Welcome to the Mon-Khmer Studies Journal which was founded in 1964. Thanks for visiting and be sure to check back often for updated information.
Mon-Khmer Studies is a journal devoted to the study of Southeast Asian languages, especially those of the Mon-Khmer family. The journal is produced annually and welcomes articles or notes on any aspect of Mon-Khmer languages, or minority Southeast Asian languages, or other language families. Topics of articles may include linguistic description, comparison, bibliography, historical development, sociolinguistics, stylistics, orthographies, or paleographic aspects.
The MKS Journal publishes occasional monographs on Southeast Asian languages. The current monographs are:
1. Smith, Kenneth. 2000. Sedang Dictionary. SIL: Dallas, Texas.
2. Suwilai Premsrirat. 2002. The Thesaurus and Dictionary Series of Khmu Dialects in Southeast Asia (5 Volume Series). Volume Editors: David Thomas and Robert S. Bauer. Mon-Khmer Studies & Mahidol University, Special Publications. Bangkok, Thailand.
3. Jacq, Pascale. forthcoming. A description of Jruq (Loven): a Mon-Khmer language of the Lao PDR.
As it has been almost 40 years since the founding of Mon-Khmer Studies, it seems appropriate to give a brief account of its beginnings and history.
In the spring of 1963 seven young SIL linguists, John and Betty Banker, John and Carolyn Miller, Dick and Sandy Watson, and myself, held a three month workshop in the city of Hue, studying and writing up aspects of the Bahnar, Bru (then written as Brou), and Pacoh languages. At the end of the workshop, realizing that there was no ready outlet for publication of those papers, we decided to go ahead and publish them ourselves, adding to them a previous paper of mine.
About the same time the Linguistic Circle of Saigon (LCS) was formed to encourage the development of the fledgling field of linguistics in Vietnam. The nucleus of the group was fresh young linguists like Nguy?n ?in Hoa, Nguy?n ?ang Liem, Milton Barker, David and Henry Blood, and other SILers, plus the maturer wisdom of Le Van Ly and Nguy?n Khac Kham. So it seemed appropriate to put our volume of papers from Hue under the joint sponsorship of SIL and the LCS, giving the volume the optimistic title of Mon-Khmer Studies I. Thus was born MKS in 1964.
Not long thereafter Nguyen Din Hoa, then Dean of the Faculty of Letters at the University of Saigon, assumed the editorship of Van-Hoa Nguyet-San, a monthly cultural journal, and he wanted to use this as a vehicle for popularizing linguistics in Vietnam. So we made an agreement that SIL members would try to provide him with one article each month, and he would print a number of extra copies (500?) of each of those articles for binding together later. The articles from that first year were duly collected and bound in 1966 and called Mon-Khmer Studies II.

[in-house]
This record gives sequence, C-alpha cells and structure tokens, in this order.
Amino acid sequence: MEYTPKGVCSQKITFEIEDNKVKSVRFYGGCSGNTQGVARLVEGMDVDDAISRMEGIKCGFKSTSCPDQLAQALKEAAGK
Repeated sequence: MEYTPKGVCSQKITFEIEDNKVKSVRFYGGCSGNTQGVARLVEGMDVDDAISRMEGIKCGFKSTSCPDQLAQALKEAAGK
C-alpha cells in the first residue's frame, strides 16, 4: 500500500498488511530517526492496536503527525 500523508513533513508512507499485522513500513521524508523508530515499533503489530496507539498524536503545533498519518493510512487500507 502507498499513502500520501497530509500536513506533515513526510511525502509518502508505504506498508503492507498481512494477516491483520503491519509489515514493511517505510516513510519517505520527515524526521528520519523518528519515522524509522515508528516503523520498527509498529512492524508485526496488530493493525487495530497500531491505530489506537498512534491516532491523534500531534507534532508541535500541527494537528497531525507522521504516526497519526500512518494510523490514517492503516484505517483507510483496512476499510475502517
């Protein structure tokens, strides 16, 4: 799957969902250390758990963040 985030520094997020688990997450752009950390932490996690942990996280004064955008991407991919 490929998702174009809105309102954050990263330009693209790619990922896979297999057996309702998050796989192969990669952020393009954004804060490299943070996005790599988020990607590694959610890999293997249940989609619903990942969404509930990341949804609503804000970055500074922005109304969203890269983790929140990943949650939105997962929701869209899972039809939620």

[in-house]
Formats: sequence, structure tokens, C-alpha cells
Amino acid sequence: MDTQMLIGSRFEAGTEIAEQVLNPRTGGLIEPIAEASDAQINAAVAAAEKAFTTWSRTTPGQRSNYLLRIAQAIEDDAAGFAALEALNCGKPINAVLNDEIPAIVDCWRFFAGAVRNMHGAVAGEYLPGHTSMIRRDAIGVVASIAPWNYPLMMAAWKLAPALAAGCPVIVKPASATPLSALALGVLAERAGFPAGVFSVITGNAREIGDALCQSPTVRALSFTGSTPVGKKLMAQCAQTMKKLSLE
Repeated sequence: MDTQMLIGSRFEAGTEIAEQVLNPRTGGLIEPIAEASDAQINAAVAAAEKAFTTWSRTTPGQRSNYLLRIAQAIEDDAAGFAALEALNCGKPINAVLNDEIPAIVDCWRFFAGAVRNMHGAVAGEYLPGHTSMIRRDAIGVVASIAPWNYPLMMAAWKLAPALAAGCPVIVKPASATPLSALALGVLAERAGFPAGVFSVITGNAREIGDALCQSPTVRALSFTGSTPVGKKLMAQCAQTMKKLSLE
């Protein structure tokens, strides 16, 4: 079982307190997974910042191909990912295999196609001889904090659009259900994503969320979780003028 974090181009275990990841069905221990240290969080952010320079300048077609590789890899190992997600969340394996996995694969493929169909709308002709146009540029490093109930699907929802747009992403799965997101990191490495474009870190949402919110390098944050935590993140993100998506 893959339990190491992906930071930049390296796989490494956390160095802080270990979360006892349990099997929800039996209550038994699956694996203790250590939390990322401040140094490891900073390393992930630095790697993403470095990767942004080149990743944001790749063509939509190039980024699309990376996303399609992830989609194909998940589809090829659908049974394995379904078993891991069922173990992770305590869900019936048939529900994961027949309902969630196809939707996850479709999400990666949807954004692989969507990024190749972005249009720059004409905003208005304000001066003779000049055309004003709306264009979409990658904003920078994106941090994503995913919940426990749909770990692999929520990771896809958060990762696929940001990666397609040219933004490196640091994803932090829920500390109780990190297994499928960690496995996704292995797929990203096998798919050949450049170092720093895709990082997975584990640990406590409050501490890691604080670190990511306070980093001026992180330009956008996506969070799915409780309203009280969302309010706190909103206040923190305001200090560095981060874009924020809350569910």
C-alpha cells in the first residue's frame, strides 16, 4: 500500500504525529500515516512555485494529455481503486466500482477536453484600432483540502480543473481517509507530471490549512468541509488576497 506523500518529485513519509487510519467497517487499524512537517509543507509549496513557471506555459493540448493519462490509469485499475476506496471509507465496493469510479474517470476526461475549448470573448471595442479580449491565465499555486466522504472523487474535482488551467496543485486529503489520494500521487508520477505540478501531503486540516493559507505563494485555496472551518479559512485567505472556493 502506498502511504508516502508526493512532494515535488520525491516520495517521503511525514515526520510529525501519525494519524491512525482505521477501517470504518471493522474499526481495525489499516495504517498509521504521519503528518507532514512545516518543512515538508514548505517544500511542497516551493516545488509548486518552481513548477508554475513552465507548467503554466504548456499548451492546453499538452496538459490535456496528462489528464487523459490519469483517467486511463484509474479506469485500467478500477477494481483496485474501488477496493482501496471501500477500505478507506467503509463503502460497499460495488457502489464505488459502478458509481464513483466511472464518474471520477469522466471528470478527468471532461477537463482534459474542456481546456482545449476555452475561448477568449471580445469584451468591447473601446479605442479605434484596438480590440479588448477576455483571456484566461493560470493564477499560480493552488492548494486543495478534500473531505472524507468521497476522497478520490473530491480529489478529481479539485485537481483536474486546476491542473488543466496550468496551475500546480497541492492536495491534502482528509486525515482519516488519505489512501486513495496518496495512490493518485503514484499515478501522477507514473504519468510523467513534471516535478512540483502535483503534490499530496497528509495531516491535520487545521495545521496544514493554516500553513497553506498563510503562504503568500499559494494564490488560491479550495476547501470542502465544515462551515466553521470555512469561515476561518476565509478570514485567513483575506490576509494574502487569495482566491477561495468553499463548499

In the meantime, however, SIL opened a research center in Kontum, so a preliminary edition of MKS II was mimeographed and presented on the occasion of the inauguration of the center. This preliminary edition contained most of the articles of the final edition.
The arrangement with Van-Hoa Nguyet-San continued, but in the middle of the following year Nguyen Din Hoa left for the United States, and after his departure the journal floundered, appearing only at long intervals. So eventually we took the offprints of the articles that had been published, printed separately other articles that were ready, and combined them as MKS III in 1969.
Nguyen Din Hoa was by then directing the Center for Vietnamese studies at Southern Illinois University, so our next volume, MKS IV, was a cooperative project of SIU and SIL, printed by SIU in 1973.
With the political changes in Vietnam in 1975 foreigners had to leave, so most SILers went temporarily to the Philippines. While there we put together whatever linguistic papers we had in draft and called it MKS V (published in 1976). The volume included a significant article on Bru drafted a few years earlier by John and Carolyn Miller and Richard Phillips, all three of whom were detained in 1975 and we didnt know if we would ever see them again, so we published their article in absentia. (Fortunately they were later released.) The SIL Vietnam members then dispersed to various parts of the world.
Philip N. Jenner then arranged for sponsorship of MKS by the University of Hawaii and he single-handedly and very capably took on the editorship duties, frequently working on it until late at night. (No doubt he would have many tales to tell of those days.) Volumes of articles nos. VI, VII, and VIII appeared promptly in 1977, 1978, and 1979. MKS IX-X, in 1980-81, set a precedent both by being a combined number and by being a single monograph rather than a collection of articles. It was entitled A Lexicon of Khmer Morphology by Philip N. Jenner and Saveros Pou. MKS XI, in 1982, was again a collection of articles.
In 1983, as Philip Jenner was retiring from the University of Hawaii, Marybeth Clark took over the editorship from him, and together they produced MKS XII. Starting with MKS Vol. XIII-XIV Stephen O'Harrow of the University of Hawaii took over the editorship of the series, reprinting Laurence Thompson's Vietnamese Grammar as part of the MKS series.
For Vol. XV (1989) he invited me and Mahidol University scholars Suriya Ratanakul and Suwilai Premsrirat to assist in the editing and preparation of the camera copy. Then for Vol. XVI-XVII (1990) the Mahidol group took over the major editing responsibility.
Differences with the University of Hawaii Press led to a major reorganization of MKS such that the University of Hawaii completely ceased its participation in MKS as of Vol. XVIII-XIX (1992). So SIL International of Dallas, Texas, became the publisher of Mon-Khmer Studies in cooperation with the Institute of Language and Culture for Rural Development, of Mahidol University (Thailand), as it is to this day, from Volume 20 on.